Functional medicine for dogs


functional medicine for your pet

This approach to pet healthcare uses integrative medicine to get to the root cause of disease while focusing on the optimal functioning of the body and its organs.

Functional medicine is a new term used to describe a unique approach to holistic healthcare for dogs (and other animals). It promotes wellness by getting to the root of health problems and helping the pet’s body and organs function properly. This article will explain functional medicine, and then feature cases of how this approach helped three dogs.

What exactly is functional medicine?

Functional medicine is personalized medicine that deals with both preventing disease and correcting underlying causes for serious chronic disease (instead of just treating symptoms, which doesn’t address underlying causes). It is a science-based healthcare field based on the following principles, according to veterinarian Dr. John Smith:

  • Biochemical individuality — describes the importance of individual variations in metabolic function that derive from genetic and environmental differences among individual animals.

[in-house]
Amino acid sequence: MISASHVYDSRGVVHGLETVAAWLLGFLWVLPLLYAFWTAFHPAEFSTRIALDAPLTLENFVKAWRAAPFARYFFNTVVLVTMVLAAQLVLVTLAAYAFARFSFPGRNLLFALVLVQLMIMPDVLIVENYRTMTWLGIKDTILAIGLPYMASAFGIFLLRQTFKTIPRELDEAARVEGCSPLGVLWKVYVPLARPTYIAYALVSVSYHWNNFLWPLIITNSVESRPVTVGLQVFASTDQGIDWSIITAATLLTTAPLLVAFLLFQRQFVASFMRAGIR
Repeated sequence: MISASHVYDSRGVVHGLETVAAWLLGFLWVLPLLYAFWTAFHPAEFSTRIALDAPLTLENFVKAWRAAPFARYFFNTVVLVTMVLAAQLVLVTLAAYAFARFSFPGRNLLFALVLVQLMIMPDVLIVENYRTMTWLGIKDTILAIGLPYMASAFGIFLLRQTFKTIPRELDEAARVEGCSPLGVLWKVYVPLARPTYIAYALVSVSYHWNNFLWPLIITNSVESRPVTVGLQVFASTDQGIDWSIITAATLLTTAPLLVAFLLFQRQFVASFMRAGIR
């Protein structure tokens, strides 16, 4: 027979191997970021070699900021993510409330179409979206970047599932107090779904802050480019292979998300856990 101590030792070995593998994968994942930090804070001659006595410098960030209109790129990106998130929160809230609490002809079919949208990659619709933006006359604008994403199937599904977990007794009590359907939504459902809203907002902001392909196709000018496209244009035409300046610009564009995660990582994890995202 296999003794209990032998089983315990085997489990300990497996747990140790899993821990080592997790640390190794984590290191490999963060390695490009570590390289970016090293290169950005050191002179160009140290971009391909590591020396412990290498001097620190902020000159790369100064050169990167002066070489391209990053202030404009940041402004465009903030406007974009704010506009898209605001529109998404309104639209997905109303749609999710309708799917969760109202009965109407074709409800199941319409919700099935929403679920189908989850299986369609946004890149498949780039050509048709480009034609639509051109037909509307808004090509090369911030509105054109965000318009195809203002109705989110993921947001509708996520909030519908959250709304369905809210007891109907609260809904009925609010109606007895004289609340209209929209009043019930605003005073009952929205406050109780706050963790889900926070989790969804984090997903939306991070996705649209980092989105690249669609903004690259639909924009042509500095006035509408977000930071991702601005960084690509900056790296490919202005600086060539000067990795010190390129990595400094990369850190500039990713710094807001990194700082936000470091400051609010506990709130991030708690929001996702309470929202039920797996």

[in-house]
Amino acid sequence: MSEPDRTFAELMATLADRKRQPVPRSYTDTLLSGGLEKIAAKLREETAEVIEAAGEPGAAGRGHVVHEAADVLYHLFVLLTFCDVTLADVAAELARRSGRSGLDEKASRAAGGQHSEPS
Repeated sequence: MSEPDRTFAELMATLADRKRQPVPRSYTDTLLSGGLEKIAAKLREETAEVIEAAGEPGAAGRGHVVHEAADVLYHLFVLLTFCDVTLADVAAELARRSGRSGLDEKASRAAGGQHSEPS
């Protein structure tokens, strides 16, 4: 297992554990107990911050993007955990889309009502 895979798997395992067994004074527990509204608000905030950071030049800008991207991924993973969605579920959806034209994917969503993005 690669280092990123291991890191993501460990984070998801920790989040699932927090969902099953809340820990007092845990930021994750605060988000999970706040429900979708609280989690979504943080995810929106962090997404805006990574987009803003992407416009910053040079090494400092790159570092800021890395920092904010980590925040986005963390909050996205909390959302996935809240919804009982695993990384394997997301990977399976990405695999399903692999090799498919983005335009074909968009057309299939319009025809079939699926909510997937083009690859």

• Patient-centered medicine — emphasizes “patient care” rather than “disease care”, understanding that it is “more important to know what patient has the disease than to know what disease the patient has”.
  • Balance of internal and external factors.
  • Interconnections of physiological factors – an abundance of research now supports the view that the human body functions as an orchestrated network of interconnected systems, rather than individual systems functioning autonomously and without effect on each other. We use these same principles to help our pets.
  • Looking at health as not merely the absence of disease.
  • Promoting organ reserve as the means to enhance the pet’s health.

This functional medicine approach, using a whole health (holistic) perspective, integrates the best of conventional medicine with the best of natural medicine, which then allows us to minimize disease and help sick pets recover quickly.

Case #1— Jojo: preventing problems before they manifest

Jojo is a seven-year-old standard poodle who came in for her biannual checkup. Her blood testing showed thyroid hormone in the low normal range, elevated ALP (adrenal dysfunction), decreased vitamin D3, and increased CRP (an inflammatory protein commonly elevated in pets and people). While these lab results are quite common in our “normal” patients, the results themselves are definitely not normal. From a functional medicine approach, they need attention to prevent further deterioration of the dog into a state of functional illness.